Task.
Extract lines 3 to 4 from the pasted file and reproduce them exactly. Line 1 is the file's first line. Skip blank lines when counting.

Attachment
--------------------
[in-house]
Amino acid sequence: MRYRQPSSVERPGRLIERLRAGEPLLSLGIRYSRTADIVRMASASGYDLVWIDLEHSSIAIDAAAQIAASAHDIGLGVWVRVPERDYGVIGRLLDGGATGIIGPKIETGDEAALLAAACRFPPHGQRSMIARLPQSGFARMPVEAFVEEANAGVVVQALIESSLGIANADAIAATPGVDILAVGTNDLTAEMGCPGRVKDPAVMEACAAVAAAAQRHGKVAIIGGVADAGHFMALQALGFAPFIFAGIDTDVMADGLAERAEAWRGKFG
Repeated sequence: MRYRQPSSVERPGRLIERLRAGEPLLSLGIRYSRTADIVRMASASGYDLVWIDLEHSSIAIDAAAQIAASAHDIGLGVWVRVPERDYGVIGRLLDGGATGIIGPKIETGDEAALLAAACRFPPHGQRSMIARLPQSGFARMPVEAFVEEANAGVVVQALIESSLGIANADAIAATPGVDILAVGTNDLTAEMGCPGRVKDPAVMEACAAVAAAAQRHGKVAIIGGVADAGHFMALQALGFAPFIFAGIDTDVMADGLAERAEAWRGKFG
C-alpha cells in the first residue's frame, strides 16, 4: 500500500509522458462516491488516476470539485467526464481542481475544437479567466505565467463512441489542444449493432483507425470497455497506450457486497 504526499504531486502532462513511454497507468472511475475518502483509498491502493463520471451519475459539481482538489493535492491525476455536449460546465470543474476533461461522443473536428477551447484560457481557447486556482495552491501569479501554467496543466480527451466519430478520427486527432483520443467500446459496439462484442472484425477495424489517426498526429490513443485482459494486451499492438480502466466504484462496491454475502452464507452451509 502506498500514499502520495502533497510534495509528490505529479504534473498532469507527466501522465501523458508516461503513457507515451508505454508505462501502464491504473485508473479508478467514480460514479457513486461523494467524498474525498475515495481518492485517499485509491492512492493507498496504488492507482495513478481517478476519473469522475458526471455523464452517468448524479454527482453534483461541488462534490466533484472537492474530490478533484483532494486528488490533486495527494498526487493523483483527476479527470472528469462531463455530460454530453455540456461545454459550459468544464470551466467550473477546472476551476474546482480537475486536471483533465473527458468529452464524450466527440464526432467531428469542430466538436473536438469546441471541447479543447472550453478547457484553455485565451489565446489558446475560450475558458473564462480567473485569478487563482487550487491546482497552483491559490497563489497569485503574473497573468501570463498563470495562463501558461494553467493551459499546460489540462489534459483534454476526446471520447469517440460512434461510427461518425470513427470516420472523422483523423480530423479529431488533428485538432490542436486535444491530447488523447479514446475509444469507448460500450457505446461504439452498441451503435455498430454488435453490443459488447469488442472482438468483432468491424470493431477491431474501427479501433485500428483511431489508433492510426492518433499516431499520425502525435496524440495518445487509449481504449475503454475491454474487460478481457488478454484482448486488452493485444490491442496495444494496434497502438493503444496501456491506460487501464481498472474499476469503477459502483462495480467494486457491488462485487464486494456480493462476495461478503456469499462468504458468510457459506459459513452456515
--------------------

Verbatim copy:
Repeated sequence: MRYRQPSSVERPGRLIERLRAGEPLLSLGIRYSRTADIVRMASASGYDLVWIDLEHSSIAIDAAAQIAASAHDIGLGVWVRVPERDYGVIGRLLDGGATGIIGPKIETGDEAALLAAACRFPPHGQRSMIARLPQSGFARMPVEAFVEEANAGVVVQALIESSLGIANADAIAATPGVDILAVGTNDLTAEMGCPGRVKDPAVMEACAAVAAAAQRHGKVAIIGGVADAGHFMALQALGFAPFIFAGIDTDVMADGLAERAEAWRGKFG
C-alpha cells in the first residue's frame, strides 16, 4: 500500500509522458462516491488516476470539485467526464481542481475544437479567466505565467463512441489542444449493432483507425470497455497506450457486497 504526499504531486502532462513511454497507468472511475475518502483509498491502493463520471451519475459539481482538489493535492491525476455536449460546465470543474476533461461522443473536428477551447484560457481557447486556482495552491501569479501554467496543466480527451466519430478520427486527432483520443467500446459496439462484442472484425477495424489517426498526429490513443485482459494486451499492438480502466466504484462496491454475502452464507452451509 502506498500514499502520495502533497510534495509528490505529479504534473498532469507527466501522465501523458508516461503513457507515451508505454508505462501502464491504473485508473479508478467514480460514479457513486461523494467524498474525498475515495481518492485517499485509491492512492493507498496504488492507482495513478481517478476519473469522475458526471455523464452517468448524479454527482453534483461541488462534490466533484472537492474530490478533484483532494486528488490533486495527494498526487493523483483527476479527470472528469462531463455530460454530453455540456461545454459550459468544464470551466467550473477546472476551476474546482480537475486536471483533465473527458468529452464524450466527440464526432467531428469542430466538436473536438469546441471541447479543447472550453478547457484553455485565451489565446489558446475560450475558458473564462480567473485569478487563482487550487491546482497552483491559490497563489497569485503574473497573468501570463498563470495562463501558461494553467493551459499546460489540462489534459483534454476526446471520447469517440460512434461510427461518425470513427470516420472523422483523423480530423479529431488533428485538432490542436486535444491530447488523447479514446475509444469507448460500450457505446461504439452498441451503435455498430454488435453490443459488447469488442472482438468483432468491424470493431477491431474501427479501433485500428483511431489508433492510426492518433499516431499520425502525435496524440495518445487509449481504449475503454475491454474487460478481457488478454484482448486488452493485444490491442496495444494496434497502438493503444496501456491506460487501464481498472474499476469503477459502483462495480467494486457491488462485487464486494456480493462476495461478503456469499462468504458468510457459506459459513452456515